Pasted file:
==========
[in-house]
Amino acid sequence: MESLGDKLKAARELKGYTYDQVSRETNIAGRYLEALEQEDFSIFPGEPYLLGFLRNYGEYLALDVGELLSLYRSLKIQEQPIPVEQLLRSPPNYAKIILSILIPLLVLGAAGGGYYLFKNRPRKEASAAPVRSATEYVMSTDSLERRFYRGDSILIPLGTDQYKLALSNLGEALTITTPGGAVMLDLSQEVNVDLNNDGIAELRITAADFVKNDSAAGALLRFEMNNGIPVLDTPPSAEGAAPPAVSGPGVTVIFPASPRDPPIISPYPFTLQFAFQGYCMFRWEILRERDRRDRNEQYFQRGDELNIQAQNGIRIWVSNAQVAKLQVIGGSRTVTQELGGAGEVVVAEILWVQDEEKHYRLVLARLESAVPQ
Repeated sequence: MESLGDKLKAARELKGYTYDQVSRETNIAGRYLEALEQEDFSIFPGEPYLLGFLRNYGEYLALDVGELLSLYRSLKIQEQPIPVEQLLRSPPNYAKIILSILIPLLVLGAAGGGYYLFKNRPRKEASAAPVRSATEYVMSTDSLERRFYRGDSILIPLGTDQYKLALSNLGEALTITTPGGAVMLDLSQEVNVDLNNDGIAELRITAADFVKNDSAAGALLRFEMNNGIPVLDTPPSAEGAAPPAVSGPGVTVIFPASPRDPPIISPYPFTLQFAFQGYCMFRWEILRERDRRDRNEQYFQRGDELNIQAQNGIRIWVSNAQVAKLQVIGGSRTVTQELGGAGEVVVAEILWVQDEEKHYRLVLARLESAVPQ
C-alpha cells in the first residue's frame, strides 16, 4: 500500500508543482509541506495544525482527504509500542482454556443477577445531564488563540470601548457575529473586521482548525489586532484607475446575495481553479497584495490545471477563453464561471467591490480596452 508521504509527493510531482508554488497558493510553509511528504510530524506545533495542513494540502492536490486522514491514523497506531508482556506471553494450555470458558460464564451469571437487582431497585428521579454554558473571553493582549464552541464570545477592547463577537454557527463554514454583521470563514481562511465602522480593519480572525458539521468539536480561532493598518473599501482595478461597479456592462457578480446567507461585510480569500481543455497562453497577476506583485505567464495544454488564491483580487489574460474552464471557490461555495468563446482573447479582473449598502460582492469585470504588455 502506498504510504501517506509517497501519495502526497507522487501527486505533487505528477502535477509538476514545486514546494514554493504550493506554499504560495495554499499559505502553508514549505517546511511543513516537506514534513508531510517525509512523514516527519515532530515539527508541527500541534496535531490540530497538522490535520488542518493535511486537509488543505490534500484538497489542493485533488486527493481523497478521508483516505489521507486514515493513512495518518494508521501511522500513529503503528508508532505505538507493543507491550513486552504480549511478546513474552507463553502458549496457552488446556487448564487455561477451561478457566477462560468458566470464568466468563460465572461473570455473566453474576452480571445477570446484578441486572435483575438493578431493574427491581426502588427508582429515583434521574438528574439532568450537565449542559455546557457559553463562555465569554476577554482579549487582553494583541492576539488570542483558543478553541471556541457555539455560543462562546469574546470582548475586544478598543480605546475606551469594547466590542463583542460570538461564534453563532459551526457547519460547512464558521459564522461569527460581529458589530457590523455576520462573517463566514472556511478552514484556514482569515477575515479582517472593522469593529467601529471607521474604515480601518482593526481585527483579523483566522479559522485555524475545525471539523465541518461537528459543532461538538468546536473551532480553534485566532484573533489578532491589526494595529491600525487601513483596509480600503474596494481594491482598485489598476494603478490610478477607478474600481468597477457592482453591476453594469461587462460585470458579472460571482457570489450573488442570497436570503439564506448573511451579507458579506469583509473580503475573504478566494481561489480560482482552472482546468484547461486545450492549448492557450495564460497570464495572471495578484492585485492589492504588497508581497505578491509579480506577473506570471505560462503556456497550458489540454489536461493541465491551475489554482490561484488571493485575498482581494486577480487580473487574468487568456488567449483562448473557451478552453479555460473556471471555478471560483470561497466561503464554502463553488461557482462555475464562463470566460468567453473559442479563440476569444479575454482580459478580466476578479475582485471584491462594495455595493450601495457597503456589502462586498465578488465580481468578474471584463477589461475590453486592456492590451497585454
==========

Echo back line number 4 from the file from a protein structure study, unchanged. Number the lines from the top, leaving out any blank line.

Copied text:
C-alpha cells in the first residue's frame, strides 16, 4: 500500500508543482509541506495544525482527504509500542482454556443477577445531564488563540470601548457575529473586521482548525489586532484607475446575495481553479497584495490545471477563453464561471467591490480596452 508521504509527493510531482508554488497558493510553509511528504510530524506545533495542513494540502492536490486522514491514523497506531508482556506471553494450555470458558460464564451469571437487582431497585428521579454554558473571553493582549464552541464570545477592547463577537454557527463554514454583521470563514481562511465602522480593519480572525458539521468539536480561532493598518473599501482595478461597479456592462457578480446567507461585510480569500481543455497562453497577476506583485505567464495544454488564491483580487489574460474552464471557490461555495468563446482573447479582473449598502460582492469585470504588455 502506498504510504501517506509517497501519495502526497507522487501527486505533487505528477502535477509538476514545486514546494514554493504550493506554499504560495495554499499559505502553508514549505517546511511543513516537506514534513508531510517525509512523514516527519515532530515539527508541527500541534496535531490540530497538522490535520488542518493535511486537509488543505490534500484538497489542493485533488486527493481523497478521508483516505489521507486514515493513512495518518494508521501511522500513529503503528508508532505505538507493543507491550513486552504480549511478546513474552507463553502458549496457552488446556487448564487455561477451561478457566477462560468458566470464568466468563460465572461473570455473566453474576452480571445477570446484578441486572435483575438493578431493574427491581426502588427508582429515583434521574438528574439532568450537565449542559455546557457559553463562555465569554476577554482579549487582553494583541492576539488570542483558543478553541471556541457555539455560543462562546469574546470582548475586544478598543480605546475606551469594547466590542463583542460570538461564534453563532459551526457547519460547512464558521459564522461569527460581529458589530457590523455576520462573517463566514472556511478552514484556514482569515477575515479582517472593522469593529467601529471607521474604515480601518482593526481585527483579523483566522479559522485555524475545525471539523465541518461537528459543532461538538468546536473551532480553534485566532484573533489578532491589526494595529491600525487601513483596509480600503474596494481594491482598485489598476494603478490610478477607478474600481468597477457592482453591476453594469461587462460585470458579472460571482457570489450573488442570497436570503439564506448573511451579507458579506469583509473580503475573504478566494481561489480560482482552472482546468484547461486545450492549448492557450495564460497570464495572471495578484492585485492589492504588497508581497505578491509579480506577473506570471505560462503556456497550458489540454489536461493541465491551475489554482490561484488571493485575498482581494486577480487580473487574468487568456488567449483562448473557451478552453479555460473556471471555478471560483470561497466561503464554502463553488461557482462555475464562463470566460468567453473559442479563440476569444479575454482580459478580466476578479475582485471584491462594495455595493450601495457597503456589502462586498465578488465580481468578474471584463477589461475590453486592456492590451497585454